September 13, 2011
Washington, DC
Betty Nguyen Phillips
Information System Security Officer, U.S. Secret Service
Washington, District of Columbia

In 1971, Betty Nguyen Phillips and her family left their war torn country of Vietnam. Ms. Phillips’ father was offered a job with the Voice Of America in Washington, DC, and from there the family of six, including four children, began their journey to the United States. During her first three years in the United States, she became proficient in English and the customs of her new country.

In 1982, Ms. Phillips joined the U.S. Secret Service becoming the first Vietnamese-American hired by the Secret Service. During her 29 years with the agency she has held several mission-critical positions, including being the first Criminal Research Specialist and Investigative System Specialist in the Secret Service.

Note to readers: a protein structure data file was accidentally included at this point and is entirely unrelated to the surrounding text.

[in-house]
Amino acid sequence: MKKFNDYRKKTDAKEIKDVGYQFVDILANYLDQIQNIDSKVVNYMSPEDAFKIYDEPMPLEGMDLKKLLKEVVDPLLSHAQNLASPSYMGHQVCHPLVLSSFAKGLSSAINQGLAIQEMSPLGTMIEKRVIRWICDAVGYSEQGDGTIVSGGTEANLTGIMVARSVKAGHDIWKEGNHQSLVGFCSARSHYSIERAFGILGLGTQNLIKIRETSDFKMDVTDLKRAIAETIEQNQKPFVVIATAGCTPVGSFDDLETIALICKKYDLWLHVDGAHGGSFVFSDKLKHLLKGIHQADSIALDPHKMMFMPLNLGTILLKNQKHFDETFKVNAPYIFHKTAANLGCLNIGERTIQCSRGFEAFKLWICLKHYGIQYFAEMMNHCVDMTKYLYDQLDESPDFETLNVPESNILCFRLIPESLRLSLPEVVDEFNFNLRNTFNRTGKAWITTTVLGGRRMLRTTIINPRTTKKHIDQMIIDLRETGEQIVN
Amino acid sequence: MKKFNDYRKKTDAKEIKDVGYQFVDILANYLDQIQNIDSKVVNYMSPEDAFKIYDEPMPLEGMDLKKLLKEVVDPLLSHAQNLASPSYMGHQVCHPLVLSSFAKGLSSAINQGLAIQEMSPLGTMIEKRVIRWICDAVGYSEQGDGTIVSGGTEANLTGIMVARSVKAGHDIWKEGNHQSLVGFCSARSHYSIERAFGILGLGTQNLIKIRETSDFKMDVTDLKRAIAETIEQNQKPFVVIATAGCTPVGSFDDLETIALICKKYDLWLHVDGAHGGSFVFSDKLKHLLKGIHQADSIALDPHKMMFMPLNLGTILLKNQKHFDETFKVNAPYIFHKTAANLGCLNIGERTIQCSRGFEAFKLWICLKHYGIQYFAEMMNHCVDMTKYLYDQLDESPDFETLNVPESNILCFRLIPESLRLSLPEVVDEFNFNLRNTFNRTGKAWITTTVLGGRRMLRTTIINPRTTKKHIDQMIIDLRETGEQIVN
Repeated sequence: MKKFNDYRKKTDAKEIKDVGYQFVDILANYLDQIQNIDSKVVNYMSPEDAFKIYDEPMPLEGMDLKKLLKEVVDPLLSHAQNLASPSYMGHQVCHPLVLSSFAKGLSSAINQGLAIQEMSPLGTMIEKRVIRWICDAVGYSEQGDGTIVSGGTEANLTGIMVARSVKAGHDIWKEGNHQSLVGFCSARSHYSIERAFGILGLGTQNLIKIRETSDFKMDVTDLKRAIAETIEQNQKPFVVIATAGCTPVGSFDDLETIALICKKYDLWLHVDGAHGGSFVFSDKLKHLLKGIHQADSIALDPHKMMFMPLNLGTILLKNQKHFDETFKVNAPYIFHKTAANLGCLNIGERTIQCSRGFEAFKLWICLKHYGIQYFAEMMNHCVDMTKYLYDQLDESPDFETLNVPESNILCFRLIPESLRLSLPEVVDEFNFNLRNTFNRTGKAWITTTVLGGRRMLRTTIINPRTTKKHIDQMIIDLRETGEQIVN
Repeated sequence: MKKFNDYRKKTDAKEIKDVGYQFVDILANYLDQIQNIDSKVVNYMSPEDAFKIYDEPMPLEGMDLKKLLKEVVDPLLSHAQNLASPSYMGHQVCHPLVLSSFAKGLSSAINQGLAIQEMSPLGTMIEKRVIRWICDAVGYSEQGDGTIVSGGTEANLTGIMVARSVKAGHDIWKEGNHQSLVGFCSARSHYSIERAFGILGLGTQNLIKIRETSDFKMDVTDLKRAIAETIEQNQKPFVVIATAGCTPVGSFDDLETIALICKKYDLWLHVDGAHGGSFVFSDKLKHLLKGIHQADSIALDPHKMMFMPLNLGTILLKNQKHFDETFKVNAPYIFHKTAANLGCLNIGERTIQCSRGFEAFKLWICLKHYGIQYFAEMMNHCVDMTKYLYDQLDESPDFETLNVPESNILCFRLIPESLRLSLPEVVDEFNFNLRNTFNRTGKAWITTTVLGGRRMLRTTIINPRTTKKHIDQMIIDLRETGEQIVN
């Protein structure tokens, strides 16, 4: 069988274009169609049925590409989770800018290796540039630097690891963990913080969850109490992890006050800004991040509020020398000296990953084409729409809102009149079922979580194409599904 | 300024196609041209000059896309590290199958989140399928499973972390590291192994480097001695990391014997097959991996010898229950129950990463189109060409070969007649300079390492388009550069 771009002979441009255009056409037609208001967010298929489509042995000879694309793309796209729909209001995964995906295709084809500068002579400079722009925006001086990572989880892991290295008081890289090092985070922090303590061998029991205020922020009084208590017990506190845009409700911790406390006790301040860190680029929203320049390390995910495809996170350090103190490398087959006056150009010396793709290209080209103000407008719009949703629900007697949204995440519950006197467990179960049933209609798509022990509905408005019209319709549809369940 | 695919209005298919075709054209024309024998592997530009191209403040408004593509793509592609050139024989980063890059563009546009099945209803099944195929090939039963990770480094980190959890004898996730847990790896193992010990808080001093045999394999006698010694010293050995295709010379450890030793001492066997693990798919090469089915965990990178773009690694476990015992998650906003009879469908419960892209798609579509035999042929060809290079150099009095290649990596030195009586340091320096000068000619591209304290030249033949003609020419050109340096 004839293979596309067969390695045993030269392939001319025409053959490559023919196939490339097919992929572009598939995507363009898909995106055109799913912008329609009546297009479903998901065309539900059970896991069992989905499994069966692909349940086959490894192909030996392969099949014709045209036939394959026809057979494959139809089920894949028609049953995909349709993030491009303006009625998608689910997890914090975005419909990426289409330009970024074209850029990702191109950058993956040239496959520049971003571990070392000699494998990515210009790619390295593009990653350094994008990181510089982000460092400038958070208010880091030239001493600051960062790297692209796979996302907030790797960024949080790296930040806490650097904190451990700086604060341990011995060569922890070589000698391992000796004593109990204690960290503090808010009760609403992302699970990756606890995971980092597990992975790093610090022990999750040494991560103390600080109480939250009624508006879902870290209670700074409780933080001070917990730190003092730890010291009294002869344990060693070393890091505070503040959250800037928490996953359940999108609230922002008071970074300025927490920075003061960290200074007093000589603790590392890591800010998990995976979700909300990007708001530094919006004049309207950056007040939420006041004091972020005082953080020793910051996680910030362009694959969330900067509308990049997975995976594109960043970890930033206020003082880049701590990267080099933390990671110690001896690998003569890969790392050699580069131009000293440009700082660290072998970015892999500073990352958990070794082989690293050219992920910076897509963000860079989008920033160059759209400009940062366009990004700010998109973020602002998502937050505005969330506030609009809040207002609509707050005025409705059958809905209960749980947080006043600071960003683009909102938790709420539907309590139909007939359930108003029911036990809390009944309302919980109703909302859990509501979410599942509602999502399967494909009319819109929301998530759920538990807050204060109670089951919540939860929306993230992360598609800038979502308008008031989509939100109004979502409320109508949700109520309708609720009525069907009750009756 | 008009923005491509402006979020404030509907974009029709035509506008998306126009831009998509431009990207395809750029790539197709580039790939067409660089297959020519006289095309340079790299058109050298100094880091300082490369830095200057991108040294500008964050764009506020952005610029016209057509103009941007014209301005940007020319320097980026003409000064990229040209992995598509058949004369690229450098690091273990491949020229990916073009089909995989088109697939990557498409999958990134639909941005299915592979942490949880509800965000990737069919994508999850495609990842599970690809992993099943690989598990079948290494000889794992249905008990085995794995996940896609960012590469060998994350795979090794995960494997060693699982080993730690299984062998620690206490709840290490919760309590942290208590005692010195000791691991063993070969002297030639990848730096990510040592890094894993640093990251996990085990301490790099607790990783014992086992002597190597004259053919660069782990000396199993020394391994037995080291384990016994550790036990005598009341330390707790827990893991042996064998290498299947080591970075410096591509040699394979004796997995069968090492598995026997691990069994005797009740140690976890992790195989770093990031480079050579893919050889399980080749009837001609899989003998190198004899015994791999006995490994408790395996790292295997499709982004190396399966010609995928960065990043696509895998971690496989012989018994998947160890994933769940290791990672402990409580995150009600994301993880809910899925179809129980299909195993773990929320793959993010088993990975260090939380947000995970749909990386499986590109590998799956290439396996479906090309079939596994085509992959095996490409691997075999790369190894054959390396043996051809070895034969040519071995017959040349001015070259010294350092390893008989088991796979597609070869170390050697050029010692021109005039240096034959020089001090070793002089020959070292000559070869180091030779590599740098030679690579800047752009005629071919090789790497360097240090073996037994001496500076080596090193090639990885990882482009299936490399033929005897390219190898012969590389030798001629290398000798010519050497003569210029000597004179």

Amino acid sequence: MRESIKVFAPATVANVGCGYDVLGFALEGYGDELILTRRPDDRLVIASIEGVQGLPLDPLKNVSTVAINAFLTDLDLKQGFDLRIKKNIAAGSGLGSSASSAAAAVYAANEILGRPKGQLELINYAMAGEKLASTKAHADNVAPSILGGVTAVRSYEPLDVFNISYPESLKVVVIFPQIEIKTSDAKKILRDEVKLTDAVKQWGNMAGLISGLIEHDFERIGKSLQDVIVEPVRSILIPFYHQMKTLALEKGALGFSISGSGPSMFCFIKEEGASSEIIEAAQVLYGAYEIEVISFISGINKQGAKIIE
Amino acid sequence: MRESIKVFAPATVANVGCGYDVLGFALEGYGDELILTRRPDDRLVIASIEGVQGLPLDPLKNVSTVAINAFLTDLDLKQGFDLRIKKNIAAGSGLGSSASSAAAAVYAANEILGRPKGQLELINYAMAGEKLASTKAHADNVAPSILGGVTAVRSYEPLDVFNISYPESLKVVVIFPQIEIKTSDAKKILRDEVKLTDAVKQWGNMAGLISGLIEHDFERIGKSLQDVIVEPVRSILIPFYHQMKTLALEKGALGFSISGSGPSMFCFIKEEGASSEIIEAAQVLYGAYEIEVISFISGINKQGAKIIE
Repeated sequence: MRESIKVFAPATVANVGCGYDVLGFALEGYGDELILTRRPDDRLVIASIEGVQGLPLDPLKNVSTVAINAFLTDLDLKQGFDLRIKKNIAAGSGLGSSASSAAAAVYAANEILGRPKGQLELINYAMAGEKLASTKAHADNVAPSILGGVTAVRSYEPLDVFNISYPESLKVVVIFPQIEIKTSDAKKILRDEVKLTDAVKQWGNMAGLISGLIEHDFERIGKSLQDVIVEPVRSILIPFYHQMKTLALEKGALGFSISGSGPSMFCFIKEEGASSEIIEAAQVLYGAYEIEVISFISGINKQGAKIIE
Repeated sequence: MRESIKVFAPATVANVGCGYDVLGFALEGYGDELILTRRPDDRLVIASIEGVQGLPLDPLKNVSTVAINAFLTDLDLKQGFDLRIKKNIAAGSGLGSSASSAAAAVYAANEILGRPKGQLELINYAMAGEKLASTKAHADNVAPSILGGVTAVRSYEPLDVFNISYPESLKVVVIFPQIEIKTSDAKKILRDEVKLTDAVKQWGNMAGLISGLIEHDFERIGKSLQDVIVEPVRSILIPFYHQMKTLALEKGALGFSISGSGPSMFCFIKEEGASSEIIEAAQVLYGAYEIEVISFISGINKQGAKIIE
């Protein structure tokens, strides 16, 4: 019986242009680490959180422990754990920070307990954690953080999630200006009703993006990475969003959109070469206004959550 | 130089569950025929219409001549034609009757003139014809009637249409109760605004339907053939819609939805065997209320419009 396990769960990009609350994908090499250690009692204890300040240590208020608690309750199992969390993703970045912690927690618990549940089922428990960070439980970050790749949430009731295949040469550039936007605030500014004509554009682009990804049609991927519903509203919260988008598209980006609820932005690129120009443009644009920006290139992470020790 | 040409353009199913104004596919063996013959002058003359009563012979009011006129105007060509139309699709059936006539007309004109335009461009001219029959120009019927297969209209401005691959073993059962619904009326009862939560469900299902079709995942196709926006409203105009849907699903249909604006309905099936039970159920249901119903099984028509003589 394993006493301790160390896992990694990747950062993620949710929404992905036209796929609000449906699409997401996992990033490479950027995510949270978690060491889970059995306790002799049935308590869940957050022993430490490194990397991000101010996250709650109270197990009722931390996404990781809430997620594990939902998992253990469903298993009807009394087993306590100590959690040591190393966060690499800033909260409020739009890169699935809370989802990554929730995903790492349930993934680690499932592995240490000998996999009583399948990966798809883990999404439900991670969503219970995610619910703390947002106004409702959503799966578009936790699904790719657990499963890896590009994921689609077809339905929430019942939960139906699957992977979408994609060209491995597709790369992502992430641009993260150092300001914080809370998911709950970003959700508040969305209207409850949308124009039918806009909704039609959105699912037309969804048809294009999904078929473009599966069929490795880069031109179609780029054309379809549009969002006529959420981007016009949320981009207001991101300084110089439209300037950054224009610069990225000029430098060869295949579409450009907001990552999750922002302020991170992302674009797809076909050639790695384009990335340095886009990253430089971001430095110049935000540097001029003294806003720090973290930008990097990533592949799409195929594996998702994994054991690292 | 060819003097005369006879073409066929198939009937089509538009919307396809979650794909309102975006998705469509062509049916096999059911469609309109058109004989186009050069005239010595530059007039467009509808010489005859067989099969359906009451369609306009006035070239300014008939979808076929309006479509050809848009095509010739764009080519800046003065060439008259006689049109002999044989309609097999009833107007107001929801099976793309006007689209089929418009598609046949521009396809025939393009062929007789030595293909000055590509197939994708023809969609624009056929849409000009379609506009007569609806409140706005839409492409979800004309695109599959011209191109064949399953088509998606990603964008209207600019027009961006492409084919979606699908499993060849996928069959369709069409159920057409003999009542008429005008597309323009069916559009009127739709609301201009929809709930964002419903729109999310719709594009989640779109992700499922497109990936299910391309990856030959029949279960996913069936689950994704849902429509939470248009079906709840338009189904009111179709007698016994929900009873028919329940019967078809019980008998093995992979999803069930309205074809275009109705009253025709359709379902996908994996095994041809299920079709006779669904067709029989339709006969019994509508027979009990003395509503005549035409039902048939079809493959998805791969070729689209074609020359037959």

In November 2005, she was hired by the Security Engineering Section of the Resources Management Division as the first Information System Security Officer in the Secret Service. Her current position requires her to ensure the security of a number of applications in the agency, including the agency’s Financial and Procurement applications, Computer Aide Facility Management System, and the Learning Management System.

Ms. Phillips is now a six-year breast cancer survivor. She participates annually in the Susan G. Komen Race for the Cure, not only for herself, but for her mother-in-law and sister who did not survive their own trials with breast cancer.

Ms. Phillips became a naturalized citizen in 1980.


September 13, 2011
Washington, DC
Nawar Shora
Senior Policy Advisor, Office of the Special Counselor, Transportation Security Administration
Washington, District of Columbia

Nawar Shora was born in Damascus, Syria, and immigrated with his family to the United States in 1987, settling in West Virginia. In law school, Mr. Shora focused his studies on cyber law, but after the events of 9/11, he quickly recognized the need for community organizations to proactively engage federal agencies and law enforcement. Mr. Shora developed a nationally recognized training program and accompanying book, The Arab-American Handbook, used by the FBI and other law enforcement agencies.